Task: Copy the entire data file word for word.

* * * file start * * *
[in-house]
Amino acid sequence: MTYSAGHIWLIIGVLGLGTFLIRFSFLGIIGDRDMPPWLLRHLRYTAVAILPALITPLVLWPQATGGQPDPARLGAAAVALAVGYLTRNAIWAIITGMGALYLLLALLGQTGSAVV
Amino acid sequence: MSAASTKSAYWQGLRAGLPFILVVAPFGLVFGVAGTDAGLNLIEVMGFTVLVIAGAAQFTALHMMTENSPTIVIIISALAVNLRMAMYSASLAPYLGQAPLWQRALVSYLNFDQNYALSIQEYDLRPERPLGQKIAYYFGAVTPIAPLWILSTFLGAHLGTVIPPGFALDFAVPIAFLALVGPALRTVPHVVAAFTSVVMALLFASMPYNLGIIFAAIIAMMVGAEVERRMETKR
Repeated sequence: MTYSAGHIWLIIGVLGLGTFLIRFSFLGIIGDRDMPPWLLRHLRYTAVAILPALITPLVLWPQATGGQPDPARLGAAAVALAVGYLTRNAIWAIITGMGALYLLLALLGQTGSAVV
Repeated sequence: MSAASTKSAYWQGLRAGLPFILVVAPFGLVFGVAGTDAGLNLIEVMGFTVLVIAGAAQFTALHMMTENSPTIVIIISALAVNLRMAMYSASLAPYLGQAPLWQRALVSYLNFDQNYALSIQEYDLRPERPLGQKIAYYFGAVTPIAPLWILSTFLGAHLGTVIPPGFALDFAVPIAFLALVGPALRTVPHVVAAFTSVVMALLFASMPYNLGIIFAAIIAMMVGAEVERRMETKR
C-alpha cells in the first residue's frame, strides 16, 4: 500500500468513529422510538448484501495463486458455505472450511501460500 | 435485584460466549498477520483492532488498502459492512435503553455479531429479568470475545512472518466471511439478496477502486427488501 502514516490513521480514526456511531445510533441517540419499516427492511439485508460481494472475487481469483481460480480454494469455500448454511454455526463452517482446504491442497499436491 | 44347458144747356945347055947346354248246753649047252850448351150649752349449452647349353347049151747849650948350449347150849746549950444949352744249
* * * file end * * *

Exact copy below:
[in-house]
Amino acid sequence: MTYSAGHIWLIIGVLGLGTFLIRFSFLGIIGDRDMPPWLLRHLRYTAVAILPALITPLVLWPQATGGQPDPARLGAAAVALAVGYLTRNAIWAIITGMGALYLLLALLGQTGSAVV
Amino acid sequence: MSAASTKSAYWQGLRAGLPFILVVAPFGLVFGVAGTDAGLNLIEVMGFTVLVIAGAAQFTALHMMTENSPTIVIIISALAVNLRMAMYSASLAPYLGQAPLWQRALVSYLNFDQNYALSIQEYDLRPERPLGQKIAYYFGAVTPIAPLWILSTFLGAHLGTVIPPGFALDFAVPIAFLALVGPALRTVPHVVAAFTSVVMALLFASMPYNLGIIFAAIIAMMVGAEVERRMETKR
Repeated sequence: MTYSAGHIWLIIGVLGLGTFLIRFSFLGIIGDRDMPPWLLRHLRYTAVAILPALITPLVLWPQATGGQPDPARLGAAAVALAVGYLTRNAIWAIITGMGALYLLLALLGQTGSAVV
Repeated sequence: MSAASTKSAYWQGLRAGLPFILVVAPFGLVFGVAGTDAGLNLIEVMGFTVLVIAGAAQFTALHMMTENSPTIVIIISALAVNLRMAMYSASLAPYLGQAPLWQRALVSYLNFDQNYALSIQEYDLRPERPLGQKIAYYFGAVTPIAPLWILSTFLGAHLGTVIPPGFALDFAVPIAFLALVGPALRTVPHVVAAFTSVVMALLFASMPYNLGIIFAAIIAMMVGAEVERRMETKR
C-alpha cells in the first residue's frame, strides 16, 4: 500500500468513529422510538448484501495463486458455505472450511501460500 | 435485584460466549498477520483492532488498502459492512435503553455479531429479568470475545512472518466471511439478496477502486427488501 502514516490513521480514526456511531445510533441517540419499516427492511439485508460481494472475487481469483481460480480454494469455500448454511454455526463452517482446504491442497499436491 | 44347458144747356945347055947346354248246753649047252850448351150649752349449452647349353347049151747849650948350449347150849746549950444949352744249